There are a lot of games on PSA’s Top 25 Yankees games of the past 25 years that I fondly remember watching. But this game — heck, this series — holds a special place in my heart. August 2006 was not too far removed from the ALCS-that-never-happened, and I still had not recovered from that travesty. Every loss to the Red Sox hurt more than before, and every win felt like a small piece of vengeance extracted from Boston. So when the Yankees went into Fenway Park on August 18, 2006 for a five-game series, I was both terrified and salivating at the possibility of revenge.
I was unable to watch the doubleheader on Friday. I was finishing off summer employment and Friday was the last day of my contract. By Saturday though, I was ensconced at home and the Yankees had already taken the first two games of the series. An AL East lead that sat at 3.5 games at first pitch on Friday was now 5.5 heading into Saturday after the Bombers put up 26 runs in the twin bill.
Saturday was more of the same: 13 more runs, another win. A 6.5-game lead in the AL East, and a five-game sweep became more realistic. All New York had to do was win two more games. And on Sunday Night Baseball, they got the first one with a thrilling come-from-behind victory.
Date of Game: August 20, 2006
Final Score: Yankees 8, Red Sox 5 (10)
Game MVP: Jason Giambi
Theoretically, the Yankees had the right man on the mound for their Sunday tilt against the Red Sox. Mike Mussina had not thrown fewer than six innings in a start since the end of June, and he had only allowed more than 3 runs once in his previous 10 starts. So of course, the Red Sox jumped all over him at the evening’s outset.
After Mark Loretta and David Ortiz each singled, Manny Ramirez doubled in the first run of the game. Kevin Youkilis then knocked a hit of his own, scoring Ortiz. Mike Lowell grounded into a 5-4-3 double play, but the damage was done. The game had barely started and the Yankees found themselves staring down an early 2-0 deficit in the first.
Everything was quiet from there until the Yankees took their first lead of the night in the top of the fourth inning. After Derek Jeter and Bobby Abreu both singled, Jason Giambi stepped to the plate. On a full count offering from Red Sox starter Curt Schilling, the Giambino launched a towering big fly into the Boston night. Just like that, the Yankees led 3-2.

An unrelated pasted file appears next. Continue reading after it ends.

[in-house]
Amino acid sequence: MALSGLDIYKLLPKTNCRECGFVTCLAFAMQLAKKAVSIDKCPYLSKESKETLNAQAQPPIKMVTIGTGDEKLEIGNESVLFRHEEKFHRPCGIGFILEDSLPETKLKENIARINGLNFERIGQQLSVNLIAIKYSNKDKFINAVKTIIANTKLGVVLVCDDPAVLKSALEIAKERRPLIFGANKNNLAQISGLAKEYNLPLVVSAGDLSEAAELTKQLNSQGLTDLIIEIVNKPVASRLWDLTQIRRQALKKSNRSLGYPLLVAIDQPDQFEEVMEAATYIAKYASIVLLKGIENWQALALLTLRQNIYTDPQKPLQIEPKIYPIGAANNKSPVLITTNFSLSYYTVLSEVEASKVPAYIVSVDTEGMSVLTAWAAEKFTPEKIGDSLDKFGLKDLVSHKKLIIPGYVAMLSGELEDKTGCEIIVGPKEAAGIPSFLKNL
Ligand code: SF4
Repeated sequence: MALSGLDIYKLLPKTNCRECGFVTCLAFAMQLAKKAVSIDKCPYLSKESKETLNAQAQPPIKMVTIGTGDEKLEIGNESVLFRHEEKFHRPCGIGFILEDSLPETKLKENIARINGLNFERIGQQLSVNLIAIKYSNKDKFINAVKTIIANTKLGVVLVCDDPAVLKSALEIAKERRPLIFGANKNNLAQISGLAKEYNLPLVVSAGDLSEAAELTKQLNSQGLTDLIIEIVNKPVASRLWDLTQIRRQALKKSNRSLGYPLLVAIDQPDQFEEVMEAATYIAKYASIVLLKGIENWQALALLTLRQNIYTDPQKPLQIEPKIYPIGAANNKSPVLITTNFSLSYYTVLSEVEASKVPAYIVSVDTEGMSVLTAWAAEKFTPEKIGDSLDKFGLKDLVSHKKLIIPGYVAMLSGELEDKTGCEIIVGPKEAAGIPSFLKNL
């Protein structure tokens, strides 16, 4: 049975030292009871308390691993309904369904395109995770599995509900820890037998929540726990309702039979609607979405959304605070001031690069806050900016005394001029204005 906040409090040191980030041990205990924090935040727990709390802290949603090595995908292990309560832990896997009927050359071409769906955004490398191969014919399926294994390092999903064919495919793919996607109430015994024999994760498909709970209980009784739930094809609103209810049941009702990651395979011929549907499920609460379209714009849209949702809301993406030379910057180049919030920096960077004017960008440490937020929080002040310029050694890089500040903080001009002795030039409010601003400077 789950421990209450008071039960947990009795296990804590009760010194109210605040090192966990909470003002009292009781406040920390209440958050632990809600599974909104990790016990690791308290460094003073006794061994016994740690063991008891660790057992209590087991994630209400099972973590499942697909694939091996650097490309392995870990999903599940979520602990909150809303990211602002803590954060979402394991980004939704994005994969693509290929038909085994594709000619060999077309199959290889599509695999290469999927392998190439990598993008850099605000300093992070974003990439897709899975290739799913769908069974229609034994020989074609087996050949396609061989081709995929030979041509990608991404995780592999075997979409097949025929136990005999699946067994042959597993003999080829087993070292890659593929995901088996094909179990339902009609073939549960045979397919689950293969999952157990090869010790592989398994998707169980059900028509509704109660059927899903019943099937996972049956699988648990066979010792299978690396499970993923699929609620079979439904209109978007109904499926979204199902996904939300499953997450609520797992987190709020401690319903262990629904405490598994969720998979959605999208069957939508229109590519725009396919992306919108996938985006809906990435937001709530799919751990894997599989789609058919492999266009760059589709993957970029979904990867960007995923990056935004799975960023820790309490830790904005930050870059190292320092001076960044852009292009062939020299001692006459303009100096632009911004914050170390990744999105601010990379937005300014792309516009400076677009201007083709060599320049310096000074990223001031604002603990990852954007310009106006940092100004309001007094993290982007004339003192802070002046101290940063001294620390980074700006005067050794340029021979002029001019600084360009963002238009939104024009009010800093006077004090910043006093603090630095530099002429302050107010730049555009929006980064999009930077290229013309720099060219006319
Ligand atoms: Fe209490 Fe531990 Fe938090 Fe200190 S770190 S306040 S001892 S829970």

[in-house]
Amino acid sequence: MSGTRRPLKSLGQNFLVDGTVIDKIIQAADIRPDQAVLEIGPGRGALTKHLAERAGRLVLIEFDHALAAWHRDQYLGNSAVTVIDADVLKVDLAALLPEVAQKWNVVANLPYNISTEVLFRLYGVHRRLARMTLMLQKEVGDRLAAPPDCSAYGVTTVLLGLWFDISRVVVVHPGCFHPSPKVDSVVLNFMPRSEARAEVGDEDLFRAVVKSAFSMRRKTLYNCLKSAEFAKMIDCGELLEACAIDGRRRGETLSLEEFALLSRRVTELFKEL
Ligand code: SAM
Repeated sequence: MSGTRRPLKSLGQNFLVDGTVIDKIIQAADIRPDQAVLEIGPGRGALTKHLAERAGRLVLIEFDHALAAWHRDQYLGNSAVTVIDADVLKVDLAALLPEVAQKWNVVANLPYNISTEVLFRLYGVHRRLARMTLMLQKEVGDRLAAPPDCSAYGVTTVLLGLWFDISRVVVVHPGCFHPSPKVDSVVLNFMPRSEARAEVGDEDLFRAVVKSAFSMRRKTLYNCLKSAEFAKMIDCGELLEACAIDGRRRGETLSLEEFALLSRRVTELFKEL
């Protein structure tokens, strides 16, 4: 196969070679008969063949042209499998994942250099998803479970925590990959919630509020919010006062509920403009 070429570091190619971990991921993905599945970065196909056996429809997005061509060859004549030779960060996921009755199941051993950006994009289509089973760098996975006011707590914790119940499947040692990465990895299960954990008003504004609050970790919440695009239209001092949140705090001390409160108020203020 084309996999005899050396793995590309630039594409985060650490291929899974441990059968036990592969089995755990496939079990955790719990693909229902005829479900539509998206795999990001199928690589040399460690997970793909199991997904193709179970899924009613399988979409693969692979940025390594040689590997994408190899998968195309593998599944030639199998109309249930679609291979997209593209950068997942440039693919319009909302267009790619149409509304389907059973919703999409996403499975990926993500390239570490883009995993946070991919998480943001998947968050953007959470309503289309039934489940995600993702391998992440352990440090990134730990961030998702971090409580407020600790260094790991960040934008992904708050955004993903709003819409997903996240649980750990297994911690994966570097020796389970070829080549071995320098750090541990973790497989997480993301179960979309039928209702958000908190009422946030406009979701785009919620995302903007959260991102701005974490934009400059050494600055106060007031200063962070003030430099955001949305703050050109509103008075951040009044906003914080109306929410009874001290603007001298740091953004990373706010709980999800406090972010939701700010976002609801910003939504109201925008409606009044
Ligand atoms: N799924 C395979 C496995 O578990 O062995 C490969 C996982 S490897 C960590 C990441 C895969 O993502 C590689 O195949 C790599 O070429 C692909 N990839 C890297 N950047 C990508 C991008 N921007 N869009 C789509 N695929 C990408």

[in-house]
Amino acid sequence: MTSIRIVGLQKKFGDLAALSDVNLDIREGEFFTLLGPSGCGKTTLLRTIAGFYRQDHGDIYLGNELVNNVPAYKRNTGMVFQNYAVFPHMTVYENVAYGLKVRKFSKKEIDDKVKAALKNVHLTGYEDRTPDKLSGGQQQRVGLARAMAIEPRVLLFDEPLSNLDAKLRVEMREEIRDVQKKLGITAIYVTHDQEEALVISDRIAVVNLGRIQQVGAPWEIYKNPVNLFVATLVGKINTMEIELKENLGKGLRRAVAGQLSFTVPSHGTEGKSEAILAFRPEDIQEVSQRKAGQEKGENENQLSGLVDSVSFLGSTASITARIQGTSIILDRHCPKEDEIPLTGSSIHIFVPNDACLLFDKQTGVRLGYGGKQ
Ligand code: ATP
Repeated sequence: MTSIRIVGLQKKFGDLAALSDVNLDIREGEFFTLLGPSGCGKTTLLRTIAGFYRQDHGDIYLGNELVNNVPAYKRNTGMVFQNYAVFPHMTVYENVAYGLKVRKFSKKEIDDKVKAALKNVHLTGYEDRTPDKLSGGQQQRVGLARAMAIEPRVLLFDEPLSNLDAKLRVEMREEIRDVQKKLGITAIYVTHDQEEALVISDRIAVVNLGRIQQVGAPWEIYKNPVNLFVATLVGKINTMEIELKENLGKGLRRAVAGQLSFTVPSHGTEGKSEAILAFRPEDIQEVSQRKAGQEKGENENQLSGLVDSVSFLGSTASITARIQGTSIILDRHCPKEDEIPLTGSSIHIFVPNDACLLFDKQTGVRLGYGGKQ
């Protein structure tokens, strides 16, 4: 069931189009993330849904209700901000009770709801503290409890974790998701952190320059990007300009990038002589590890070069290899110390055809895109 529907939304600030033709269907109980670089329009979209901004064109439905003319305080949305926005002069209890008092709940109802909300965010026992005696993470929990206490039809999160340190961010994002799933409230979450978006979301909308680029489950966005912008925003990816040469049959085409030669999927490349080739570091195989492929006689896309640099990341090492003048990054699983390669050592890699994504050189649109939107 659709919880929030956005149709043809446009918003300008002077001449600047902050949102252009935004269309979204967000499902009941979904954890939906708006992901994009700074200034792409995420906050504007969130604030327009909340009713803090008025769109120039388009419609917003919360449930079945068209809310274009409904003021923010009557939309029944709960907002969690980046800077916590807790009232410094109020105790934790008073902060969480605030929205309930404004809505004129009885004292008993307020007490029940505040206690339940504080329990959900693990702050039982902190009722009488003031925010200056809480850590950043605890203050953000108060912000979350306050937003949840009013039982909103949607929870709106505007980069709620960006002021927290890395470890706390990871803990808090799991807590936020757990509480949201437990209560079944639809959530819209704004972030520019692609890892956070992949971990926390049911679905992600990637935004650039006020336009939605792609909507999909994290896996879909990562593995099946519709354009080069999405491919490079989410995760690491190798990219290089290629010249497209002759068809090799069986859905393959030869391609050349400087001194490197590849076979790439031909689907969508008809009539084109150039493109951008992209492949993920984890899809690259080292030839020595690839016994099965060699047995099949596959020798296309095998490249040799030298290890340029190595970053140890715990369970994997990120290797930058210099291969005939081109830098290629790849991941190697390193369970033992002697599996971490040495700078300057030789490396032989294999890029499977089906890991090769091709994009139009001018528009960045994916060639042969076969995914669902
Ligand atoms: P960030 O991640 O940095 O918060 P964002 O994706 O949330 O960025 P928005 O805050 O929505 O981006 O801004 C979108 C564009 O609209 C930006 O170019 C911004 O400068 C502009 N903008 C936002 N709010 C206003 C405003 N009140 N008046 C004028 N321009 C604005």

Unfortunately, that lead was not long for the world. In the bottom half of the fourth, Doug Mirabelli’s RBI single tied the game up. Mussina escaped without any further damage, but his night was done after four. Ron Villone, the first man out of the Yankees’ bullpen in the fifth, fared little better. He surrendered a long solo home run to Ortiz, restoring Boston’s lead. Later, in the bottom of the seventh, Youkilis came through for Beantown again, this time with an RBI single off Scott Proctor. 5-3 Red Sox. It seemed like it was getting late early at Fenway.
But the Yankees refused to go quietly into the New England night. In the top of the eighth, with Schilling out of the game, New York got to Boston’s bullpen. A single, a hit by pitch, and a walk loaded the bases with no one out for the Yankees. And Boston, who had already burned through two pitchers in the inning, went to their closer, Jonathan Papelbon, who was in the midst of a brilliant sophomore season.
To the plate stepped Giambi. He worked the count full and launched another ball deep to right field. This one stayed in the park, but it scored the fourth Yankees run on a sacrifice fly, pulling New York within one. Boston escaped without further damage, but it was now a one-run game, Papelbon had thrown a high-stress frame, and the ninth inning still loomed.